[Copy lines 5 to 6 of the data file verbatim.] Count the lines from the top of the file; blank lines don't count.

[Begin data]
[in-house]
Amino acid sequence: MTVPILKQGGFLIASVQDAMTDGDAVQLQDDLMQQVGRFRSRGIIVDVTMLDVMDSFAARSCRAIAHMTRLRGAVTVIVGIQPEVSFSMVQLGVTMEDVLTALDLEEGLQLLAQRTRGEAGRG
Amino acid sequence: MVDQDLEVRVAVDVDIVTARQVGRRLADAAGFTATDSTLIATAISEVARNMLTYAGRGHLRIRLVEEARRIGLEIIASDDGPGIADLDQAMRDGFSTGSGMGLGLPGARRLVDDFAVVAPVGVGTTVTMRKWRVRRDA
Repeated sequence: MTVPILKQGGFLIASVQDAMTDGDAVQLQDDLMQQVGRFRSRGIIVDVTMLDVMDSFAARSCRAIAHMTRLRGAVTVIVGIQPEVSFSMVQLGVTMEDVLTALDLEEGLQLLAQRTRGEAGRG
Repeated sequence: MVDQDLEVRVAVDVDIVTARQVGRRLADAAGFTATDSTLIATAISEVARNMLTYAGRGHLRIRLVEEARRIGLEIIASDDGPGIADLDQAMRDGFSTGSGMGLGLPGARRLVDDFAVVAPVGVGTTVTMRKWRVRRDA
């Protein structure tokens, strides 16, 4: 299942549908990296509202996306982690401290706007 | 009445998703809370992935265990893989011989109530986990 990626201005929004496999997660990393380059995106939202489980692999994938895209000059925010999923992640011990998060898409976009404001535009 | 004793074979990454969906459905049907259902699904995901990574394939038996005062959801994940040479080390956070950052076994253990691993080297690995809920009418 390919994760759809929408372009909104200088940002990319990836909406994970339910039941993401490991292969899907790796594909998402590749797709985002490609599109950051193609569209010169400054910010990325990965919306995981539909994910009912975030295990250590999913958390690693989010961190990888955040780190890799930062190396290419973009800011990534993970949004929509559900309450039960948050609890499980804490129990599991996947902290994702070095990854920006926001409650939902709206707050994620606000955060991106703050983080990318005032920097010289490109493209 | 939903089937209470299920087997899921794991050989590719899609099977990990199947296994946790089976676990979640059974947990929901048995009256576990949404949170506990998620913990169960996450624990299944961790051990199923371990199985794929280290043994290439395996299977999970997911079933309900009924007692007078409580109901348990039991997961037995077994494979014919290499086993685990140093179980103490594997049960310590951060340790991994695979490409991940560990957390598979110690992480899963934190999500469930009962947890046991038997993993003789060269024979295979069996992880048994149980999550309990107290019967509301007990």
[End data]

Repeated sequence: MVDQDLEVRVAVDVDIVTARQVGRRLADAAGFTATDSTLIATAISEVARNMLTYAGRGHLRIRLVEEARRIGLEIIASDDGPGIADLDQAMRDGFSTGSGMGLGLPGARRLVDDFAVVAPVGVGTTVTMRKWRVRRDA
């Protein structure tokens, strides 16, 4: 299942549908990296509202996306982690401290706007 | 009445998703809370992935265990893989011989109530986990 990626201005929004496999997660990393380059995106939202489980692999994938895209000059925010999923992640011990998060898409976009404001535009 | 004793074979990454969906459905049907259902699904995901990574394939038996005062959801994940040479080390956070950052076994253990691993080297690995809920009418 390919994760759809929408372009909104200088940002990319990836909406994970339910039941993401490991292969899907790796594909998402590749797709985002490609599109950051193609569209010169400054910010990325990965919306995981539909994910009912975030295990250590999913958390690693989010961190990888955040780190890799930062190396290419973009800011990534993970949004929509559900309450039960948050609890499980804490129990599991996947902290994702070095990854920006926001409650939902709206707050994620606000955060991106703050983080990318005032920097010289490109493209 | 939903089937209470299920087997899921794991050989590719899609099977990990199947296994946790089976676990979640059974947990929901048995009256576990949404949170506990998620913990169960996450624990299944961790051990199923371990199985794929280290043994290439395996299977999970997911079933309900009924007692007078409580109901348990039991997961037995077994494979014919290499086993685990140093179980103490594997049960310590951060340790991994695979490409991940560990957390598979110690992480899963934190999500469930009962947890046991038997993993003789060269024979295979069996992880048994149980999550309990107290019967509301007990």